“For those projects there hasn’t been enough information yet from the sponsors of those projects,” said LPC member and Gloversville Enlarged School District Superintendent David Halloran. “The chairpersons and the committee want to give the some more time. I don’t want to say any of them are ‘dead on arrival’, but there’s a general feeling that some of those aren’t going to come through because of a lack of communication, but others are still communicating and are only missing a few components or questions that were raised today that need to be answered prior to making a final determination in their inclusion [in the Strategic Investment Plan].”
The Eccentric Club project was the first of the 20 potential projects knocked out after a discussion among the LPC Wednesday. The Eccentric Club was applying for $253,230 in DRI funding, 30% of the total project cost, to help pay for a roof replacement, an elevator and other renovations for the private club’s 109 N. Main St. location.
One of the goals of the Eccentric Club’s proposed project was to enable the club’s long-closed third floor to reopen as a unique event space that could be rented out to members of the public for large gatherings, such as wedding receptions, something the club had the capacity to do in the past, but has been closed for decades.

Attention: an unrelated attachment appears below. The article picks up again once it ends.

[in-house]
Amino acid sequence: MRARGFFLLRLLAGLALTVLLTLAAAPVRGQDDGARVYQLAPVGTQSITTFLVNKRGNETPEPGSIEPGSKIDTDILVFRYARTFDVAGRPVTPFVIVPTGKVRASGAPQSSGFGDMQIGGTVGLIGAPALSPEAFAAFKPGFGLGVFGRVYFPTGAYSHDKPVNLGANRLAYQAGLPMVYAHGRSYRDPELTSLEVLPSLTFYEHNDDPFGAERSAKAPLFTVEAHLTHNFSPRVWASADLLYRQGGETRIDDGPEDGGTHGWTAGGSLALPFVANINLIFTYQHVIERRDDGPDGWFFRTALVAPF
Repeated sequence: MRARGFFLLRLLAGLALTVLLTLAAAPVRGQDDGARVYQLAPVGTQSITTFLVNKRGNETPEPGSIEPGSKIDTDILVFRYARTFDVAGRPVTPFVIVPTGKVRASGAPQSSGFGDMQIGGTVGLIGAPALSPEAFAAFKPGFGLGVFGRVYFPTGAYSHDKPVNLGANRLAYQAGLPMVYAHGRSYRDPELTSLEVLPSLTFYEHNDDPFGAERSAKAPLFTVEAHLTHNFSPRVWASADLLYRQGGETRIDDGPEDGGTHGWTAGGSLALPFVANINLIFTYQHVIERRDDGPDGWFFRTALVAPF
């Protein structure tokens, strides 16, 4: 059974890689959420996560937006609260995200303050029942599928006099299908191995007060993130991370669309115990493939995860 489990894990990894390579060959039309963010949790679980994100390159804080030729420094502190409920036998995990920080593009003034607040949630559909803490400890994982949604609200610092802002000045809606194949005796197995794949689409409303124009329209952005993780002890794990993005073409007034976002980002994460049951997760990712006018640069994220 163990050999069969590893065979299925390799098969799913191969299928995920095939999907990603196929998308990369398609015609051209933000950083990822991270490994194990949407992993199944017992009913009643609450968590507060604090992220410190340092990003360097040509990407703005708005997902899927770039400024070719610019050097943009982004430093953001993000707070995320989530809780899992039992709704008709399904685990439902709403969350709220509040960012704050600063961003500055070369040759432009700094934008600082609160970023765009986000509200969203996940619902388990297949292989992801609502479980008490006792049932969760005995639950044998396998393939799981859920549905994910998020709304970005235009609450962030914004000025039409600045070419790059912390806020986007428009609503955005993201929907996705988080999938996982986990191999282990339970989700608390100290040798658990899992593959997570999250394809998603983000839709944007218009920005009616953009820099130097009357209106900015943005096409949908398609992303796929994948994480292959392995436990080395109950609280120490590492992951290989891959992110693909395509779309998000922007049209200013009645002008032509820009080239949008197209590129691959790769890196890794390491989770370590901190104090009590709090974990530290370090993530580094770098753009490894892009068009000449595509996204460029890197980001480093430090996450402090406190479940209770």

Regional Director for the New York state Empire State Development Corp. Mike Reese, one of the consultants advising the 15-member LPC, told the group that in the past he’s worked on a DRI grant for another community where the LPC there decided not to include a proposed project from a private club. He said he believes officials at New York state’s Empire State Development Corp. would be unlikely to support state funding going to a project at a private club where members “pay dues to be a member.”
Daniel Lampan, a New state Dept. of State official attending the meeting, told the LPC there is “no, hard stop on these types of projects, but we share all of the concerns that Mike Reese brought up, and we encourage the LPC to take those same concerns into consideration, but we’ll stop short of telling them what to do.”